The human gut microbiome consists of trillions of microorganisms that populate the human gut, and its genome is approximately 100 times larger than the human genome [1]. It is considered by some to act as an organ due to the number of physiological functions that it performs for the host [2]. Under normal conditions, commensal microbes and their hosts enjoy a symbiotic relationship. In addition, a greater diversity of microorganisms is generally an indicator for gut health, presumably because it offers greater resistance to perturbation [3, 4]. Intestinal dysbiosis refers to identifiable abnormality of the gut microbiota, either due to low microbial diversity, suboptimal levels of commensal beneficial microbes, excess of potentially harmful microorganisms, or presence of pathogenic microbes [5, 6]. Maladaptive alterations of the microbiome composition result in deficient functions, which are associated with various prevalent conditions, such as irritable bowel syndrome (IBS), inflammatory bowel disease (IBD), type 2 diabetes, prediabetes, obesity, non-alcoholic fatty liver disease, atherosclerosis, cardiovascular disease, kidney stones, among others [7,8,9,10,11,12,13]. Interestingly, the host interactions with the gut microbiome and its composition are not static, but rather dynamic and modifiable over time [14]. Diet, medication, and lifestyle are important determinants of microbial composition [15,16,17]. However, the largest and most immediate effects on microbial composition are related to the use of antibiotics, which may negatively affect the composition and function of the gut microbiota and consequently have an impact on patient well-being [18].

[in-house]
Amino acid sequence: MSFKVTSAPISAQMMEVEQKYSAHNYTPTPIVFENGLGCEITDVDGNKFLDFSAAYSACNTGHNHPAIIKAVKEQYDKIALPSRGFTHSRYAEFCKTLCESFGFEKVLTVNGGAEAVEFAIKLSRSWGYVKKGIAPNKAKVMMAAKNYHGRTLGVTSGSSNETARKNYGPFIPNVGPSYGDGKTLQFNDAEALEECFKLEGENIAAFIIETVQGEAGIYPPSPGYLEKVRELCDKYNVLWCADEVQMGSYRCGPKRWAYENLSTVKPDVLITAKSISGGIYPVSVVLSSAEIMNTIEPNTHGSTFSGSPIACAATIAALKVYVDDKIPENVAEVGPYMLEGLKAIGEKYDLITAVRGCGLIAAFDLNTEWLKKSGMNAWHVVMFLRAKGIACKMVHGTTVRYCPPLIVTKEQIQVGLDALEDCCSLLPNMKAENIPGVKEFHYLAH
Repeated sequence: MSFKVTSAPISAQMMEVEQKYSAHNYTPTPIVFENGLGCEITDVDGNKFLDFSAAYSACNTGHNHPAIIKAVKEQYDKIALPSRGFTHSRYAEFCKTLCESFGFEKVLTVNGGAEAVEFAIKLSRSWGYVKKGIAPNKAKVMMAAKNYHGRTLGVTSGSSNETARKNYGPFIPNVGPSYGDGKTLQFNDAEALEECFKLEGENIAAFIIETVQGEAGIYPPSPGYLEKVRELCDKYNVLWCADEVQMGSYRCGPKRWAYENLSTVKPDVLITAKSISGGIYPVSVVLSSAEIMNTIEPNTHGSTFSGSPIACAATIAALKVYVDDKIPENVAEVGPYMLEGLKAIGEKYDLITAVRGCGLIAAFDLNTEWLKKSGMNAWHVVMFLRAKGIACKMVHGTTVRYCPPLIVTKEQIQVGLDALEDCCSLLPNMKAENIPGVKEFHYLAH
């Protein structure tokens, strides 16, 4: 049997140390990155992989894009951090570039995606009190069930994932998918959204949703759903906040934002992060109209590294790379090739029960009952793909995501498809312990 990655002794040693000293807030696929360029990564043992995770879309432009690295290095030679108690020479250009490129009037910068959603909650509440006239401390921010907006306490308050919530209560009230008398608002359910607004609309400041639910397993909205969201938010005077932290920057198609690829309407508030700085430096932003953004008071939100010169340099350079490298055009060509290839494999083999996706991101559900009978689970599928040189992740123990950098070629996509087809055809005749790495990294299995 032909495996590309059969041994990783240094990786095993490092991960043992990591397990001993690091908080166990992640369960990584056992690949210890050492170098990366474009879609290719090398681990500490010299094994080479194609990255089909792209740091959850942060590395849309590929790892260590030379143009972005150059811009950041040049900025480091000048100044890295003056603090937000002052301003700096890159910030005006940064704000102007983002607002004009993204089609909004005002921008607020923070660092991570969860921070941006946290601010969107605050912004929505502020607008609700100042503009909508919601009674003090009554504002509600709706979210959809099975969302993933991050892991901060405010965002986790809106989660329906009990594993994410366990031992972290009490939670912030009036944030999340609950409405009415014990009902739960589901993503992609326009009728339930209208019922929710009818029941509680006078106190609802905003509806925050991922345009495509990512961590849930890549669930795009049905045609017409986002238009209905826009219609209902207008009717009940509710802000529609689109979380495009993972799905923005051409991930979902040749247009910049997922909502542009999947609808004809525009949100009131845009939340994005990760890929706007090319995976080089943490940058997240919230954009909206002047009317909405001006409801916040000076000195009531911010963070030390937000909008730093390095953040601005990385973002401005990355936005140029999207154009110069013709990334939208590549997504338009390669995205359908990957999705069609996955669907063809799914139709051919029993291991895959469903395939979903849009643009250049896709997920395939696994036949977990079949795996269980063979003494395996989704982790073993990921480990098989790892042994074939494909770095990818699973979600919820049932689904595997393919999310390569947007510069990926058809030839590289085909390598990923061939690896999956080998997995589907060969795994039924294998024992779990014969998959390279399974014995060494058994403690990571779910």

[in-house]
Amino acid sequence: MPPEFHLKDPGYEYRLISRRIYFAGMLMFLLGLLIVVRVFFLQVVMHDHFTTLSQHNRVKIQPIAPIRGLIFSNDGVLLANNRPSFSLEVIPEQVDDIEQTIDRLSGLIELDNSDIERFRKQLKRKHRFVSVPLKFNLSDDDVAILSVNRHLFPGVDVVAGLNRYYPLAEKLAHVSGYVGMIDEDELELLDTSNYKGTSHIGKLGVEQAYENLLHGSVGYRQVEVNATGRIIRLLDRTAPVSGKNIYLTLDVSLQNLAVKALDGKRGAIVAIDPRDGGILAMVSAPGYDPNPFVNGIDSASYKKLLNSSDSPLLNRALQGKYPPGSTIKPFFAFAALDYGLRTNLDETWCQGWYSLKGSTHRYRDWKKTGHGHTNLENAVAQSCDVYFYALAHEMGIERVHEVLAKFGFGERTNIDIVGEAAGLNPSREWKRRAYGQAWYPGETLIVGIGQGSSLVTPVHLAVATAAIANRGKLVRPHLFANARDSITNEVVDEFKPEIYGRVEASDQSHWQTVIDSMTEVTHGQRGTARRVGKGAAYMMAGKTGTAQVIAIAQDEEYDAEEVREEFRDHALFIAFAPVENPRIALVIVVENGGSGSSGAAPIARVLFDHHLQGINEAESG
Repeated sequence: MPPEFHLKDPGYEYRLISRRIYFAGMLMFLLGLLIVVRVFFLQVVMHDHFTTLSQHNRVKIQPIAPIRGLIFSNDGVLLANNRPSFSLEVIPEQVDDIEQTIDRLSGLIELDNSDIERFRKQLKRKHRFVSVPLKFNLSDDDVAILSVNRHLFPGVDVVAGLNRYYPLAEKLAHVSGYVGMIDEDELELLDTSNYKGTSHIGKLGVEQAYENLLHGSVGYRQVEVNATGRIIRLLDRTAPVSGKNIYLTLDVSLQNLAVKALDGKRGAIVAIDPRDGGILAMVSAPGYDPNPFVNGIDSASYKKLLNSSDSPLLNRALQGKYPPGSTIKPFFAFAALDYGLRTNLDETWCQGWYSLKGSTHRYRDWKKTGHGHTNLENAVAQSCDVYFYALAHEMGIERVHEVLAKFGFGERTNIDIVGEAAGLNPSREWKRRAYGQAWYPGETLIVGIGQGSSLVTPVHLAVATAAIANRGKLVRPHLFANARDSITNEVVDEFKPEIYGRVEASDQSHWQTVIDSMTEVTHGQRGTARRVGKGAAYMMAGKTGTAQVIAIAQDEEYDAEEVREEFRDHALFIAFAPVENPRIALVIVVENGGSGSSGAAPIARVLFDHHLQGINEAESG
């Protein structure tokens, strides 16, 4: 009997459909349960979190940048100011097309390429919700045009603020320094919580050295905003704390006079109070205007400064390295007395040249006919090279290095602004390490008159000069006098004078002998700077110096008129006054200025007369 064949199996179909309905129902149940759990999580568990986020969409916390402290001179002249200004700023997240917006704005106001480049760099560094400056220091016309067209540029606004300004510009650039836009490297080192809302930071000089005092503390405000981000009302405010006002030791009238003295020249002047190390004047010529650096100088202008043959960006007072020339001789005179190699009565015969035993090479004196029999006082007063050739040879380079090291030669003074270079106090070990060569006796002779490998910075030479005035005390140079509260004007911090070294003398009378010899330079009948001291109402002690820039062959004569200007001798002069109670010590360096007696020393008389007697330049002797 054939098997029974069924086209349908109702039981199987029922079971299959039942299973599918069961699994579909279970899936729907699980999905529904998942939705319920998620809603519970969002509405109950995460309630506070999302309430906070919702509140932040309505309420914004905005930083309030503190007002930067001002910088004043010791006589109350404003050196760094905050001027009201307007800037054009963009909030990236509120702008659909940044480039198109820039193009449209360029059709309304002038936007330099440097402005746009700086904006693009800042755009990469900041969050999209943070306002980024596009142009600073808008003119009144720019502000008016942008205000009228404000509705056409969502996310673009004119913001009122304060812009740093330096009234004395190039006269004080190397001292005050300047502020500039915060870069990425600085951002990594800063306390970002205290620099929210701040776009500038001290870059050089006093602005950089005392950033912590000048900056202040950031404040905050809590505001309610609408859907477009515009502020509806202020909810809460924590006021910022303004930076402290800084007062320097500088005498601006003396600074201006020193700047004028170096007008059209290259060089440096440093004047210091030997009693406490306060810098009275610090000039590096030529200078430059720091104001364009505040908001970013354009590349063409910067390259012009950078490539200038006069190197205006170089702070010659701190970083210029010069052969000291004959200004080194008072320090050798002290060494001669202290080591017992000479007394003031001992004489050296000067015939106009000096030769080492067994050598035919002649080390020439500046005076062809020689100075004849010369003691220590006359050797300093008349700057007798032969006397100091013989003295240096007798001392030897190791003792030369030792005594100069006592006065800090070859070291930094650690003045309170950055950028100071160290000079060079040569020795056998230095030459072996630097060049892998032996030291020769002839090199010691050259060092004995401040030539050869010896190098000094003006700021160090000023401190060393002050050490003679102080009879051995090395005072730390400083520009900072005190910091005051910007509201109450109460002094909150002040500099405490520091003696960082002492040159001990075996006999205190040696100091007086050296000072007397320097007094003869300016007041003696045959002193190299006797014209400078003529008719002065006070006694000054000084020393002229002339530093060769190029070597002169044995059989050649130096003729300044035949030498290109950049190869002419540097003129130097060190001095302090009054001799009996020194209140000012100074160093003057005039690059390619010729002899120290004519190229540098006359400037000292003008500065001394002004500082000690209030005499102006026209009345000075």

In the USA, IBS is the most common functional gastrointestinal (GI) disorder, with a reported prevalence between 10 and 25%; women exhibit prevalence rates 1.5-fold to 3-fold higher than men [19]. This chronic condition is characterized by abdominal pain associated with bowel dysfunction. Although IBS etiology is not completely understood, it is regarded as multifactorial. Contributing factors include intestinal motility, inflammation, genetics, immunology, psychology, and diet [20,21,22]. There are several subtypes of IBS, including IBS with constipation (IBS-C), IBS with diarrhea (IBS-D), mixed IBS (IBS-M), and unclassified (IBS-U) [23]. Initial treatment may include dietary and lifestyle changes. In particular, the low fermentable oligosaccharides, disaccharides, monosaccharides, and polyols (FODMAP) diet shows benefits in the management of IBS [24, 25]. Cognitive behavioral therapy has also been shown to be successful in managing IBS symptoms because anxiety and depression are commonly seen in patients with IBS [26]. Patients with more severe symptoms may also benefit from pharmacologic therapy to address predominant symptoms. A diagnosis of IBS is difficult to make. It has been estimated that up to 75% of cases of IBS go undiagnosed [27]. Studies show that patients with IBS have an underlying alteration of their gut microbiota composition [28,29,30,31]. For instance, it is known that abundance of the genus Veillonella is positively associated with IBS, while the relative abundances of genera Alistipes, Bifidobacterium, and Lactobacillus and the species Collinsella aerofaciens are inversely associated with IBS [16, 32,33,34,35].